Suicide Awareness in the Workplace​

Our facilitated session will focus on myths and facts of suicide, the impact of suicide, how to begin a conversation with someone you may be worried about, and details about Centre for Suicide Prevention’s education and training services available to all organizations across Alberta.

Key Points/Outline of Presentation:

Does the state of the economy affect the rate of suicide?

I’m concerned about my colleague at work…what should I say?

I’m stressed out at work and not sure I can take much more…

Alberta’s economy remains in recession; layoffs continue, leaving the currently employed in a culture ridden with survivor guilt and many others simply out of work. Recent research tells us that there is a direct 2.8% correlation between the unemployment rate and the rate of suicide deaths (Kneebone, 2019). We also know that every year, more Albertans die by suicide than in motor vehicle collisions: 75% of these suicides are men (Statistics Canada, 2015).

The direct and indirect costs of suicide to the Alberta economy in 2015 were estimated to be $800 million (Aneilski, 2015). The human costs for those left behind are equally severe: stress, anxiety, absenteeism, loss of productivity, substance abuse, sick leave, strain on family, friends and colleagues, short-term disability and more.

At the time of this presentation submission, the world is in the middle of a global health pandemic caused by the Covid-19 outbreak that has created unprecedented working conditions and environments. Millions of employees in organizations around the world have been laid off, are seeking government emergency unemployment benefits, or trying to balance work from home responsibilities remotely (with many also caring for elderly relatives or small children at the same time).

Alberta Premier Jason Kenney recently addressed the province about the impact of Covid-19 and the provincial economic outlook. In 2020, he revealed his prediction of a 25% rate of unemployment to befall the province in the months ahead. It is truly difficult to imagine what the face of work will look like for our conference discussions in October, and what our new normal will be going forward into the immediate feature.


Alberta’s suicide rate remains among the highest of Canadian provinces and the impact of Covid-19 on top of existing unemployment in the oil and gas sector and other social and economic challenges has devastating potential.
We also know that social isolation is a risk factor for suicide, and, during times of crisis, anxiety and overwhelm are common feelings. Researchers (and clinicians) are projecting that the ‘second pandemic’ will be psychological, including elevated suicide rates. But it doesn’t have to be this way.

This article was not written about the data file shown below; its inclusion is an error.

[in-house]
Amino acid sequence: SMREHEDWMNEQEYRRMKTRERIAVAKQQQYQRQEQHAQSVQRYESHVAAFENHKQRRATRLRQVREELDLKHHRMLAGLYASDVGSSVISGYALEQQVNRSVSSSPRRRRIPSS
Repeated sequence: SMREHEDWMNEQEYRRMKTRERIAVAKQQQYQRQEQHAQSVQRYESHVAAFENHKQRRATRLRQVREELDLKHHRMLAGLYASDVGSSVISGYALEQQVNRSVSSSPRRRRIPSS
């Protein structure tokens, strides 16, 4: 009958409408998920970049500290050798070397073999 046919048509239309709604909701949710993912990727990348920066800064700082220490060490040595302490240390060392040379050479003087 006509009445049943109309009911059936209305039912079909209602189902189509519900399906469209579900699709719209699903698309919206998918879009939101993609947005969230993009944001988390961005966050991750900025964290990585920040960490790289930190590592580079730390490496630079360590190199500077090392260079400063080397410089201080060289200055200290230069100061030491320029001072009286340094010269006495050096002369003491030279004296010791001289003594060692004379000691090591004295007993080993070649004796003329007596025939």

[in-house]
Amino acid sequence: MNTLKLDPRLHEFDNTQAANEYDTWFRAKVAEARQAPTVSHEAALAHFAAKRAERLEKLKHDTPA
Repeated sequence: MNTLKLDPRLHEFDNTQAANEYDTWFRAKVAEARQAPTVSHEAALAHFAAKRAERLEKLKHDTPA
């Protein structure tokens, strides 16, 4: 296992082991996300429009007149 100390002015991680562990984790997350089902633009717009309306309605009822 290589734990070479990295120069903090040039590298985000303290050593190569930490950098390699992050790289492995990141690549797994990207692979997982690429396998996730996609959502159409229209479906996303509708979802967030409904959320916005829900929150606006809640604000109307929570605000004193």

If a wave of psychological trauma is coming, the time to strengthen our resilience and our mental health resources is now.

Preventing a suicide is something that anyone can do: it does not take an expert. We can all learn some simple skills to help save a life, in our communities, homes, and our workplaces. (Herron et al., 2016). The World Health Organization (WHO) has recognized education and awareness as vital in suicide prevention in workplaces and communities. WHO has said, “Suicide prevention at work is best addressed through a combination of (four components, including) the destigmatization of mental health problems and help-seeking (including awareness raising).”

Centre for Suicide Prevention works with corporate and public sector clients to educate and train employees and teams on simple steps for suicide awareness and prevention. Through providing practical resources and new approaches to training on managing employee mental health, how to cope effectively and how to support others in our workplaces, families and communities, CSP continues to build the internal capacities of organizations and individuals to prevent suicide by learning to support themselves and those around them.

This proactive approach within businesses and communities further helps to avoid placing this burden on our health professionals and systems at a time when they are being stretched to the limit with emergency pandemic responses.

Our facilitated session will focus on myths and facts of suicide, the impact of suicide, how to begin a conversation with someone you may be worried about, and details about CSP’s education and training services available to all organizations across Alberta.